He looks like he knows some secret aboput me! LOL! I love the background treatment!
By: laurel on December 4, 2013
He's got a certain mischievious glint in his eye and I bet he's got a great sense of humor! Nice glow in this painting!
By: Kathe W. on December 4, 2013
He has the smile my brother and my #2 Son have -- the one that says he could have been a con artist if he had wanted to.
By: mimi on December 4, 2013
There's knowledge--& FUN--in those eyes!!
By: fishducky on December 4, 2013
That's a knowing look, if ever I saw one.
By: Bryan Jones on December 4, 2013
I see a fun character in this face. You put a lot of work and love into this piece. Did he never learn about its existence?
By: Hilary on December 4, 2013
The sideways glance is great and says so much about the person. Love, Janie
By: Janie Junebug on December 4, 2013
I've never met a tattooed jeweler before. Plus he has shifty looking eyes... no less a mischievous jeweler he probably deals in stolen diamonds! Just kidding... lol
By: Daniel LaFrance on December 4, 2013
I'm not sure if I quite like this one. I'll have to think about it a while.
By: Michael Offutt on December 4, 2013
I like this one. It looks like he's got something going on. And thanks for the comment over at the retirement blog- appreciate it!
By: Shelly on December 4, 2013
You really did catch the sense of humor in this guy. The side ways glance probably says to be careful with this guy even though he looks friendly.
By: red on December 4, 2013
That chain really jumps off the canvas! Nice capture of the light reflection on it.
By: Tom Cochrun on December 4, 2013
I'm truly in awe of your artwork and artistic talents. This guy looks like he could walk off the canvas.
By: Bouncin Barb on December 4, 2013
I must say, my eye was drawn to the chain. The glance makes me feel defensive.
By: Val on December 4, 2013
Stephen: This is an amazing story, as I had no idea how much creative problem-solving can be involved in the process of creating an accurate painting. Very cool!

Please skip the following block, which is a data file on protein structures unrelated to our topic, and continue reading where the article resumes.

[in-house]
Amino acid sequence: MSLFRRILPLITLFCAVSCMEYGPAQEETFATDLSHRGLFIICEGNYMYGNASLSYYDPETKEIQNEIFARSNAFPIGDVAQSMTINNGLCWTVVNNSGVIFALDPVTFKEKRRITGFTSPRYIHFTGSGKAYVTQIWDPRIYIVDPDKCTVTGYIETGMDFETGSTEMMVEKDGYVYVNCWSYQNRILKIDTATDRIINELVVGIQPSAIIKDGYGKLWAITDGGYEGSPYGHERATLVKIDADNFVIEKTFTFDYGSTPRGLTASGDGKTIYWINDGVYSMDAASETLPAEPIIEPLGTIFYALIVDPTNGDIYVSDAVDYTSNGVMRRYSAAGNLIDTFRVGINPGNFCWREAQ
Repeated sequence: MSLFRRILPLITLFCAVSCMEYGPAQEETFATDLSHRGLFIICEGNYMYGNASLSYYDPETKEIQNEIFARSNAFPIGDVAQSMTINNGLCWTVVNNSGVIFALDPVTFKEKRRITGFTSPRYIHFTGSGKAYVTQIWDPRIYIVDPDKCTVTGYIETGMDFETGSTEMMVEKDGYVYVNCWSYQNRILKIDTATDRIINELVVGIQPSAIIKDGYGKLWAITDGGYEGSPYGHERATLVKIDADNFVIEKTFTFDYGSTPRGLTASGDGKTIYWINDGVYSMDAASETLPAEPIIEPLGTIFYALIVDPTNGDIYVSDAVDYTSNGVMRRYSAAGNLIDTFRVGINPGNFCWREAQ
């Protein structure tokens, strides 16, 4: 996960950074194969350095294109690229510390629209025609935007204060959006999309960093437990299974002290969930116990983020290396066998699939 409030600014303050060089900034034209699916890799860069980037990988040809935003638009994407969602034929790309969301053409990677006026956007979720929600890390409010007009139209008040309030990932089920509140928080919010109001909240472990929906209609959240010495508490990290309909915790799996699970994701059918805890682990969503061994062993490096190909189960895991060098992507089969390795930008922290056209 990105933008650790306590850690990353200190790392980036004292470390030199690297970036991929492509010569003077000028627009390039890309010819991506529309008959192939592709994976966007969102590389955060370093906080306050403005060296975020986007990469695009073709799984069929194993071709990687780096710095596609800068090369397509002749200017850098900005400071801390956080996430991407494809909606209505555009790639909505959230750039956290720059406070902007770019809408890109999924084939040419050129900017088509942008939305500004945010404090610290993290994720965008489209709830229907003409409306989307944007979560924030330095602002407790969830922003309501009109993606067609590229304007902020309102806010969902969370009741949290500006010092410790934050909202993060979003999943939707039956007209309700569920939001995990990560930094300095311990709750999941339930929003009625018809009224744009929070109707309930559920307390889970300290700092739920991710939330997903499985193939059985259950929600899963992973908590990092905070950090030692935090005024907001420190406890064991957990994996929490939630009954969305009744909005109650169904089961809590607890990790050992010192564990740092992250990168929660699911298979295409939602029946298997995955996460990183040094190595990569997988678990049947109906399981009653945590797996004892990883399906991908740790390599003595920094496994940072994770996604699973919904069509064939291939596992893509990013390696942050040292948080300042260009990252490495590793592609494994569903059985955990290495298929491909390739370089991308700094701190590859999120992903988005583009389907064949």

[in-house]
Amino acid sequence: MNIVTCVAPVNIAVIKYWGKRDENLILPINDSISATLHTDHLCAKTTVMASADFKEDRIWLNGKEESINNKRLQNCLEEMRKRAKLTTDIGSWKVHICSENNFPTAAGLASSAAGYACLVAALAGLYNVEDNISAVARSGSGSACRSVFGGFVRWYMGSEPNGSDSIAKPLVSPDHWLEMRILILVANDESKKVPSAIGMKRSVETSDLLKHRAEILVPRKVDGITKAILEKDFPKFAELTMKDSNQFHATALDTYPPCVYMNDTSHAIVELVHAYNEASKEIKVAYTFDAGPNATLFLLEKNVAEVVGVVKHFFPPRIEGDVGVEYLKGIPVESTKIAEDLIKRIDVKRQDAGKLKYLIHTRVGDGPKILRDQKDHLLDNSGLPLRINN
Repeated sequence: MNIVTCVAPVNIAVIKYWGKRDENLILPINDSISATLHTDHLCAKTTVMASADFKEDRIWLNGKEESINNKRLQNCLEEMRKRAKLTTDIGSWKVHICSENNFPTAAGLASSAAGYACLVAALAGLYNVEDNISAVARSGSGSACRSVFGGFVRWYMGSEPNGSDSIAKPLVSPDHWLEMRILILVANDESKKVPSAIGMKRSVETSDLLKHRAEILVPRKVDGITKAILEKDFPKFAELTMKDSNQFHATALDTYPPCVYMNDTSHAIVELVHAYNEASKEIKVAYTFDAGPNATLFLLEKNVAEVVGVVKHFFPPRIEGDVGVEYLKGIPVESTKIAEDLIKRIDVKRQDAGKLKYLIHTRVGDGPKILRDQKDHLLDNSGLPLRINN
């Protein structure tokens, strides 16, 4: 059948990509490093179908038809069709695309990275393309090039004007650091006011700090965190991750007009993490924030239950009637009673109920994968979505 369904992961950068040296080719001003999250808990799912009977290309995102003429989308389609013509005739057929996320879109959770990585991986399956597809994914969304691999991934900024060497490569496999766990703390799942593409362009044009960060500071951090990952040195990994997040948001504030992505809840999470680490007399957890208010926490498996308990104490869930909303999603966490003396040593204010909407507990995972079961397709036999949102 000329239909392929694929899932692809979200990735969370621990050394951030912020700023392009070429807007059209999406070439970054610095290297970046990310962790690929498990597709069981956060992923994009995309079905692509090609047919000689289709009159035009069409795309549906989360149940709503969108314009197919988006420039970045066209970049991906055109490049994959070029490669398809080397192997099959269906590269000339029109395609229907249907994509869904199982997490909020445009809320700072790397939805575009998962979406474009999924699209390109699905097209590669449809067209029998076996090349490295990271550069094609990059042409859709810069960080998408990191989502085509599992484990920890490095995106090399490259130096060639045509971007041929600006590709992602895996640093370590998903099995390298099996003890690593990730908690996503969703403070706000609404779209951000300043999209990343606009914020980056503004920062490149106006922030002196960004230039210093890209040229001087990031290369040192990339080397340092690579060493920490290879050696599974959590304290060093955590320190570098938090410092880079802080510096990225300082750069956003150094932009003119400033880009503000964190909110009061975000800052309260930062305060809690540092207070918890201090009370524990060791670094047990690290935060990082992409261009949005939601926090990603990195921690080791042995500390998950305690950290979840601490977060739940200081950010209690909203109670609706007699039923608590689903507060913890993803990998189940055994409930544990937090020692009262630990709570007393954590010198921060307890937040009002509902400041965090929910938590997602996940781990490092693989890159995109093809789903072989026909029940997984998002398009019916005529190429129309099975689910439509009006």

By: Michael Manning on December 4, 2013
You did a great job with his expression. It's devilish but so cute!
By: Lexa Cain on December 4, 2013
I like his eyes, too. They're sneaky, yet alluring. Did he see this? I imagine he was thrilled and flattered if he did. xoRobyn
By: Robyn Engel on December 4, 2013
What a great piece, filled with character. What a great artistic talent you have.
By: John on December 5, 2013
I always thought the Blue Boy looked kinda girly. Now I know why.
By: Al Penwasser on December 5, 2013
Stephen, that glance in his eyes is the crowning achievement of this painting. It is exemplary, as are you.
By: Catalyst/Bruce on December 5, 2013
No one can teach your "eye" but I wish you lived close enough to teach me painting technique. You are masterful. In all my art studies, I never did much painting.
By: Mitchell is Moving on December 6, 2013
Your words and your painting describe exactly the same personality! Did he ever see this?
By: Pixel Peeper on December 7, 2013
It's really interesting to hear an artist's thought processes that have gone into a painting. And by the way, I knew a guy in seventh grade who could be this man!!
By: jenny_o on December 7, 2013
I am in awe of your talent. I, too, am curious if Dave ever saw the painting and if so, what did he think of it?
By: Cheryl P. on December 11, 2013